A Mobile resident told the station it was about time.

The flip side is that Mobile had a cruise ship again, albeit a disabled one, and for 36 days it provided revenue for the city coffers. The workers spent money just being there, and Carnival will pay an estimated $100,000 for docking fees. The visual impact of a ship in the otherwise vacant cruise terminal has city officials optimistic about the return of cruising to Mobile.

Meanwhile, the Triumph is now (or about to be) in the Bahamas for some cosmetic surgery before it returns to full service in Galveston next month.

The ship can't afford another incident. Nor can Carnival.


Carnival Paradise
4 nights
August 1, 2013
Tampa (return): Cozumel
Inside: $279
Cost per day: $69
www.carnival.com

Creative Compensation for Pearl People

Would you swap Juneau for Bill Cosby?

That’s what passengers on the Norwegian Pearl are doing — not exactly by choice — next weekend. If it’s not a good deal, it’s at least a creative one.

Here’s what happened…

Norwegian discovered that the Pearl needed some propeller repairs, so on Sunday night it will be sleepless in Seattle, staying in the port overnight so the repairs can be completed. That delays what was supposed to be a Sunday departure for Alaska until Monday morning. That delay means skipping Juneau.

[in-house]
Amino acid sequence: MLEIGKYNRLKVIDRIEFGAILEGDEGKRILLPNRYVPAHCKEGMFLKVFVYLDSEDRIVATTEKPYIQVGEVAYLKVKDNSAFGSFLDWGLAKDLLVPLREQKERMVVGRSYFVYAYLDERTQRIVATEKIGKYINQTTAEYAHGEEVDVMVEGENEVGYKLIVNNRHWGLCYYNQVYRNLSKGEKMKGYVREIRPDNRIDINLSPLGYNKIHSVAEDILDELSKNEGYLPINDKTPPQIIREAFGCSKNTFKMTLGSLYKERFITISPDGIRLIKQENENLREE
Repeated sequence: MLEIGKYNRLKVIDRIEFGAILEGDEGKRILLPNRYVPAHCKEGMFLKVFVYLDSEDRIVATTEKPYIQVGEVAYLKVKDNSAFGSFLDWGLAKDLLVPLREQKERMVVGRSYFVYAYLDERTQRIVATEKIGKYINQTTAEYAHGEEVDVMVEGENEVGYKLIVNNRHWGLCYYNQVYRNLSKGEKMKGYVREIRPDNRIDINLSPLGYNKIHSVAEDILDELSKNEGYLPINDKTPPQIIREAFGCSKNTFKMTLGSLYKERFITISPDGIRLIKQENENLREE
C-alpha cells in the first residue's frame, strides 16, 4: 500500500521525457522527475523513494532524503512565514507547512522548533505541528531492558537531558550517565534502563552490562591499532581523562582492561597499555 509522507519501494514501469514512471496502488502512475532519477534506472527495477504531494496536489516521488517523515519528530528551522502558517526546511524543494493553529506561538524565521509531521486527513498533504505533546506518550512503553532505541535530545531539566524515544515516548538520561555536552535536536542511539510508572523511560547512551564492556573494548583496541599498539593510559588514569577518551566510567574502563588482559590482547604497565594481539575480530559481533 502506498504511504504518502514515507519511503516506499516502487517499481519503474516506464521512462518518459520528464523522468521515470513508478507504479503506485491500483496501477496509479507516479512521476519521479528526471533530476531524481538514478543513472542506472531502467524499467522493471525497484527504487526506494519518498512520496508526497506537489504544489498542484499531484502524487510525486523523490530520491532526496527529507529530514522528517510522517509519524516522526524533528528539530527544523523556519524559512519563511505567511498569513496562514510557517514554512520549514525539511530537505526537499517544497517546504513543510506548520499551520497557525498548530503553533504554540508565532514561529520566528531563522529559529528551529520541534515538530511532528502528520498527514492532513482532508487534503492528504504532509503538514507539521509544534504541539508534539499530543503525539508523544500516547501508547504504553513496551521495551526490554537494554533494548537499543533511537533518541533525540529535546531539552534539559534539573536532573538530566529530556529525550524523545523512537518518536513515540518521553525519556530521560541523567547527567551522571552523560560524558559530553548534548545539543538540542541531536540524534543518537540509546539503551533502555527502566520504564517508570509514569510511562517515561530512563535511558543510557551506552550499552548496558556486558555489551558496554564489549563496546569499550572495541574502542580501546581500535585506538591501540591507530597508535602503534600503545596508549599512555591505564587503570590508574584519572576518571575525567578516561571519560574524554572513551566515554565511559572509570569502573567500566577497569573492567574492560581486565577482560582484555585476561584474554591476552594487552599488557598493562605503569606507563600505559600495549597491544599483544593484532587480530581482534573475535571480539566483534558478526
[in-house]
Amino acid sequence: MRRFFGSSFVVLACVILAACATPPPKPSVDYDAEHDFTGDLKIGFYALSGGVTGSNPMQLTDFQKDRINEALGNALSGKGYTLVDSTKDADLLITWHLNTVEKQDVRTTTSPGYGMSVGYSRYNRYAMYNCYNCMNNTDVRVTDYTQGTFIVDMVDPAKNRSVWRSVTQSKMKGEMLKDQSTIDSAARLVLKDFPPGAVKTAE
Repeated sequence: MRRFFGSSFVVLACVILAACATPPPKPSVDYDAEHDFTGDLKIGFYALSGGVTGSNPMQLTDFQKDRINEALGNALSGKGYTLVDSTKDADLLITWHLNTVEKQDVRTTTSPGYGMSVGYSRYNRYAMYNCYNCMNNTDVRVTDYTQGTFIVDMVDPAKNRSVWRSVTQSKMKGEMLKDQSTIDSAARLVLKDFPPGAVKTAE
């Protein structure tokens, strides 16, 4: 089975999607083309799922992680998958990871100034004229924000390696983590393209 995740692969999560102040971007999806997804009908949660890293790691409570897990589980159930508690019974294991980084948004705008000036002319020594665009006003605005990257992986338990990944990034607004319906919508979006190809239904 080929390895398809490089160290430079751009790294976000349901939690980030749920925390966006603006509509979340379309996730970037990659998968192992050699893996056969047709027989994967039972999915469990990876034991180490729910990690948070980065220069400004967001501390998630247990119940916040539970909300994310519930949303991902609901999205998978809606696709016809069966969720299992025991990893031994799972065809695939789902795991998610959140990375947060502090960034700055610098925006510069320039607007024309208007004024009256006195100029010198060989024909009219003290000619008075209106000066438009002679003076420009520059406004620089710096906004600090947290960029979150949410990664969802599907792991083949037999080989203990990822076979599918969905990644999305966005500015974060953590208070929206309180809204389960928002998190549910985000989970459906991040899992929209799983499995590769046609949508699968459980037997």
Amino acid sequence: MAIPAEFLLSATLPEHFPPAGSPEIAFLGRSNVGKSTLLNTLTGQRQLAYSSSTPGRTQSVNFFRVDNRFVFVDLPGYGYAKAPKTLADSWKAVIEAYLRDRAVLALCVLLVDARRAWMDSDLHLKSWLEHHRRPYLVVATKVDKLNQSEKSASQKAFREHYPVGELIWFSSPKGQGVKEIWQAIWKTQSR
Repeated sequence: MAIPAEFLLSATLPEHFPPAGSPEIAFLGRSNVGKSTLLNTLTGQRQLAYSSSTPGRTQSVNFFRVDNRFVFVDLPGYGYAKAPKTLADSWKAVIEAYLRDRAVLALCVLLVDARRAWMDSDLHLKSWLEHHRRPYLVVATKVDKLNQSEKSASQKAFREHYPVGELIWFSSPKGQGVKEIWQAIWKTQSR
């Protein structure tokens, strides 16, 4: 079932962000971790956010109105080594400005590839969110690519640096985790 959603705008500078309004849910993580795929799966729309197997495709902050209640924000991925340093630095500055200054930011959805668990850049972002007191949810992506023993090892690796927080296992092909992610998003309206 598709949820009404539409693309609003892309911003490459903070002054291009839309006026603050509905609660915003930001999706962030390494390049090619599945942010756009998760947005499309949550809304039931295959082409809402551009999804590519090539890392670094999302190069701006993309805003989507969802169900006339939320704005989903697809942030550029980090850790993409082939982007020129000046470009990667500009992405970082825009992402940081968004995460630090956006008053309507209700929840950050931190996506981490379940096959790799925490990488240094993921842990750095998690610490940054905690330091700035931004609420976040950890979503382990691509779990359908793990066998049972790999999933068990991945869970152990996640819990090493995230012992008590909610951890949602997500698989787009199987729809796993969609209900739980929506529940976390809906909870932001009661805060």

As part of making it up to the Pearl’s passengers, NCL is bringing in the iconic comedian, to perform a couple of 70-minute shows in the Stardust Theater. There is, of course, no charge.

Once the ship heads north next Monday on a 7-day Alaska Glacier Bay cruise, guests will receive a $150 onboard credit (per stateroom), a 10% future cruise credit (per guest), 50% discount on cover charges for specialty restaurants and the opportunity to sample Seattle nightlife.

So it’s really Juneau for Cosby…plus, plus, plus. We thought at 1-for-1 it was pretty good.

  • Categories

  • Archives